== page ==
Being smart is only a perception. Obviously if people are around you frequently they will be able to figure out whether you produce intellectual thoughts or are just another meandering bonehead rather quickly. For people who you periodically see though, it’s easy to trick them by using words that make you sound sharper than you really are. These words take away from what you are actually saying and make the person think about what word you just used instead of what you actually said. When I hear these types of words in conversation, they stick in my mind that I should use them because they hold some power. Without further ado, here is my list. Feel free to add in the comment section.
1. of keen penetration or discernment; sagacious: an astute analysis.
2. clever; cunning; ingenious; shrewd: an astute merchandising program; an astute manipulation of facts.
Telling people that they are making astute points gains huge respect. By using astute, you are going a level above smart or thoughtful (which I also like), and pinpointing that the specific point is on point. This word can’t be used haphazardly but when someone says something that strikes you as head and shoulders better than anything else, it’s time to bust out astute.
1. To attract and hold the attention or interest of, as by beauty or excellence; enchant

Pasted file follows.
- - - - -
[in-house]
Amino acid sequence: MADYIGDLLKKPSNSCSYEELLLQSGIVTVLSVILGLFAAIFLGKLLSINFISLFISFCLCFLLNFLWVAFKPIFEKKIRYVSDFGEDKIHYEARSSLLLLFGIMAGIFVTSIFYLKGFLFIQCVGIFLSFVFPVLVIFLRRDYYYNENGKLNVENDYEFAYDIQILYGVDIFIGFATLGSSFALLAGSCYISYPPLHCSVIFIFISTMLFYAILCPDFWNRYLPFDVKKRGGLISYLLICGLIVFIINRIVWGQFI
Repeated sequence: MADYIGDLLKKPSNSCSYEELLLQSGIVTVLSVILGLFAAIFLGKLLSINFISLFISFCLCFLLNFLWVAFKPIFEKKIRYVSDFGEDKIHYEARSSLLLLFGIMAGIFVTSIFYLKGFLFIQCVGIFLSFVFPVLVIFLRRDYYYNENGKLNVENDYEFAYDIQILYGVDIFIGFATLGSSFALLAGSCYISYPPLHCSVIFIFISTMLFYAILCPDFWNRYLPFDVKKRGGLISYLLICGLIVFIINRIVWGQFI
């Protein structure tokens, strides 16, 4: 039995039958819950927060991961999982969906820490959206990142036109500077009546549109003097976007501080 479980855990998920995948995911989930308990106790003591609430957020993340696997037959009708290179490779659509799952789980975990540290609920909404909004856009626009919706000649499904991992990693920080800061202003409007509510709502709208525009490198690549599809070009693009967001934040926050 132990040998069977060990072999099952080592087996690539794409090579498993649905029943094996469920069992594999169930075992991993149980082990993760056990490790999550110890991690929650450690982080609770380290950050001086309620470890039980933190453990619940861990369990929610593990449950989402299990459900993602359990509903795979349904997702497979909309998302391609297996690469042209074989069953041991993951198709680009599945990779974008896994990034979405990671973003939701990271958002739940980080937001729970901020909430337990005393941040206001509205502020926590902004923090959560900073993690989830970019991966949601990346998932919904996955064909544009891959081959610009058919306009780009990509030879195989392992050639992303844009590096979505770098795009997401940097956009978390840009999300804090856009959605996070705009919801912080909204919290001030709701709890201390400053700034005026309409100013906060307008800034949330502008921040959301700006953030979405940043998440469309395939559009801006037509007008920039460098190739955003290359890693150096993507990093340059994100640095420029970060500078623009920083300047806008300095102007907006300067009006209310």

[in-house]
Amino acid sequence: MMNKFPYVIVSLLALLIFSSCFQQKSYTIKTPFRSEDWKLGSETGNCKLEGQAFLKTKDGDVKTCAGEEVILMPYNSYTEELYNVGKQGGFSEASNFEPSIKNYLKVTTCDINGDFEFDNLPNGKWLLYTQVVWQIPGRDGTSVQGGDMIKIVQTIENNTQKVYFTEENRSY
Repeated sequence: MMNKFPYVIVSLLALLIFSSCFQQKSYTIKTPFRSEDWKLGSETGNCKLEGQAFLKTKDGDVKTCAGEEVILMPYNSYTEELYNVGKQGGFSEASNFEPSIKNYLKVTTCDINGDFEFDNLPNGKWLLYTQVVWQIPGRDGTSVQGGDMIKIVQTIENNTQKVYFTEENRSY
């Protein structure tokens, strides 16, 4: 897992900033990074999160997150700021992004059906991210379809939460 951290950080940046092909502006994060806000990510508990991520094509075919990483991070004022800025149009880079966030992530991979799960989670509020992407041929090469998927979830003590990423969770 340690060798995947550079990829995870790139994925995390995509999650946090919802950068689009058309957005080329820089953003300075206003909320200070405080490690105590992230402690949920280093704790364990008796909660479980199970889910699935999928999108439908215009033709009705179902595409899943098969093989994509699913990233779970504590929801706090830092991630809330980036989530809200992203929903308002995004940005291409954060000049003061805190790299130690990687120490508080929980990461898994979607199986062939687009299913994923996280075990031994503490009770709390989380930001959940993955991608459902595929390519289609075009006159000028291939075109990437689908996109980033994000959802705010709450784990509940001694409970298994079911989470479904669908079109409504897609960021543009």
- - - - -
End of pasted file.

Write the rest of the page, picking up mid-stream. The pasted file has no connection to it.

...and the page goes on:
2. Obsolete, to capture
I like to use captivating sporadically rather than interesting or amusing. It takes it to the next level. When people are captivated they are not thinking about anything else. If you are selling something, you want your product to captivate the audience.
1. Close – Me and Joe been tight since we were in jail together.
2. Stylish, cool, having everything together. – Did you see his ride, it was tight.
3. Scrooge – My mom’s tight she won’t give me $10.
I had to go to urbandictionary for this one but I like the ring of tight. It sounds really cheesy if you use it like the #2 spot. A better use of tight is when everything is smooth and you have your shit together. How is business? No problems, we are running tight.
1. to gather or deposit in or as if in a granary or other storage place.
2. to get; acquire; earn: He gradually garnered a national reputation as a financial expert.
Evan said he liked this word and I agree. You don’t just get attention, you garner it. It’s a more sophisticated and smarter word to explain how you are acquiring something. “We need to garner their trust.” I would trust the person who says this more than the person who is getting their trust.
1. a gross, stupid, or careless mistake: That’s your second blunder this morning.
This is a good word because it doesn’t carry a whole lot of negative connotation. It’s a nice, more powerful way to say you made a mistake. It’s also a good way to describe a fuck up in chess.